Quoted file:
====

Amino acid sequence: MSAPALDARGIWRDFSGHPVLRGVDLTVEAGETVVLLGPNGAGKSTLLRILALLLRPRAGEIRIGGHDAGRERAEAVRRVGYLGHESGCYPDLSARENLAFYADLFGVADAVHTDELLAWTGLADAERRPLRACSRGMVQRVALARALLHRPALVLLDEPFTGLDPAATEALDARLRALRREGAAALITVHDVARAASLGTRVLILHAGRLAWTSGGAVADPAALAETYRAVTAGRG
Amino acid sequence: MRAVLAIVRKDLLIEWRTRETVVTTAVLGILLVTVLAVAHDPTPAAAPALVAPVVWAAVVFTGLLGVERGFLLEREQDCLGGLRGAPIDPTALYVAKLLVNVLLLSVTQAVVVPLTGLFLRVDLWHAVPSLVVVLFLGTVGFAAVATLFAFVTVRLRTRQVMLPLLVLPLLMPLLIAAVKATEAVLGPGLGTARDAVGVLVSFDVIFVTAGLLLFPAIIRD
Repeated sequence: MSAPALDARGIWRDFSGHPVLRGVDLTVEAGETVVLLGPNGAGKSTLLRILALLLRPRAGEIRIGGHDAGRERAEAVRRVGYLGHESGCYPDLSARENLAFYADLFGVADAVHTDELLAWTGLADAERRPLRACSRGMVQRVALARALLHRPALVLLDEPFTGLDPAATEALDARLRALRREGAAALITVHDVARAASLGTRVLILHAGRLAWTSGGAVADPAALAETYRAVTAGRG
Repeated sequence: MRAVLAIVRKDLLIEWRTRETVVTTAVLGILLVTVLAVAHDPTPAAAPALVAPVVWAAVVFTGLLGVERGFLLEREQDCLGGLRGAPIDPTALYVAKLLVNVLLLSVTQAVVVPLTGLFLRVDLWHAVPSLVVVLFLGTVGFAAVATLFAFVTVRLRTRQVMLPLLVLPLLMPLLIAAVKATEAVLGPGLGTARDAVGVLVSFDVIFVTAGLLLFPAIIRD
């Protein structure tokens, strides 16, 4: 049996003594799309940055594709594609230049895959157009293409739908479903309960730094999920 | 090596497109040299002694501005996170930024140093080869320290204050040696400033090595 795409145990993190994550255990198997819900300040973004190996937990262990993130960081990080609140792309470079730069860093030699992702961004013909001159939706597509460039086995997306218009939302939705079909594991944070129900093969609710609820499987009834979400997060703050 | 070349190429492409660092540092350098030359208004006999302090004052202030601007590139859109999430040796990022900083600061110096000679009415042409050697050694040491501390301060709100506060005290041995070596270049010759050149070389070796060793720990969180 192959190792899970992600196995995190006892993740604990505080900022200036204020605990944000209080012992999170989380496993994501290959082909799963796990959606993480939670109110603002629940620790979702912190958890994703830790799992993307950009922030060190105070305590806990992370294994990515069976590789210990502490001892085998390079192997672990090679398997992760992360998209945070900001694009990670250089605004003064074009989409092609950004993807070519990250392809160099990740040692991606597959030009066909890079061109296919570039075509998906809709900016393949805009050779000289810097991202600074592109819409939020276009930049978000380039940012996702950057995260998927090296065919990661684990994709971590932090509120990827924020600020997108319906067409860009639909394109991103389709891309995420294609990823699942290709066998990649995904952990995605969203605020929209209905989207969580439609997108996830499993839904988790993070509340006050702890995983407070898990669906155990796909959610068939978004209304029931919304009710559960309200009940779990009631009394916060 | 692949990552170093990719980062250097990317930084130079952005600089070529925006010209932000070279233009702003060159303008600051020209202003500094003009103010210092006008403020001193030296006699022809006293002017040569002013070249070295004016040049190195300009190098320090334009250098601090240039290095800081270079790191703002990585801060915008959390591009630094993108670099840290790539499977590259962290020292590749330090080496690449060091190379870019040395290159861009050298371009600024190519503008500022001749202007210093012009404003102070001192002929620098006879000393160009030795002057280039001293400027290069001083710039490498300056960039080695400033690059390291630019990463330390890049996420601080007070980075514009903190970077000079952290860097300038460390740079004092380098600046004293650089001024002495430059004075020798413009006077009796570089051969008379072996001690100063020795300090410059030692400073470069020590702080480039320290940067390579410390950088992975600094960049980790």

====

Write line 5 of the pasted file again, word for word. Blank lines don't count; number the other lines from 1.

């Protein structure tokens, strides 16, 4: 049996003594799309940055594709594609230049895959157009293409739908479903309960730094999920 | 090596497109040299002694501005996170930024140093080869320290204050040696400033090595 795409145990993190994550255990198997819900300040973004190996937990262990993130960081990080609140792309470079730069860093030699992702961004013909001159939706597509460039086995997306218009939302939705079909594991944070129900093969609710609820499987009834979400997060703050 | 070349190429492409660092540092350098030359208004006999302090004052202030601007590139859109999430040796990022900083600061110096000679009415042409050697050694040491501390301060709100506060005290041995070596270049010759050149070389070796060793720990969180 192959190792899970992600196995995190006892993740604990505080900022200036204020605990944000209080012992999170989380496993994501290959082909799963796990959606993480939670109110603002629940620790979702912190958890994703830790799992993307950009922030060190105070305590806990992370294994990515069976590789210990502490001892085998390079192997672990090679398997992760992360998209945070900001694009990670250089605004003064074009989409092609950004993807070519990250392809160099990740040692991606597959030009066909890079061109296919570039075509998906809709900016393949805009050779000289810097991202600074592109819409939020276009930049978000380039940012996702950057995260998927090296065919990661684990994709971590932090509120990827924020600020997108319906067409860009639909394109991103389709891309995420294609990823699942290709066998990649995904952990995605969203605020929209209905989207969580439609997108996830499993839904988790993070509340006050702890995983407070898990669906155990796909959610068939978004209304029931919304009710559960309200009940779990009631009394916060 | 692949990552170093990719980062250097990317930084130079952005600089070529925006010209932000070279233009702003060159303008600051020209202003500094003009103010210092006008403020001193030296006699022809006293002017040569002013070249070295004016040049190195300009190098320090334009250098601090240039290095800081270079790191703002990585801060915008959390591009630094993108670099840290790539499977590259962290020292590749330090080496690449060091190379870019040395290159861009050298371009600024190519503008500022001749202007210093012009404003102070001192002929620098006879000393160009030795002057280039001293400027290069001083710039490498300056960039080695400033690059390291630019990463330390890049996420601080007070980075514009903190970077000079952290860097300038460390740079004092380098600046004293650089001024002495430059004075020798413009006077009796570089051969008379072996001690100063020795300090410059030692400073470069020590702080480039320290940067390579410390950088992975600094960049980790």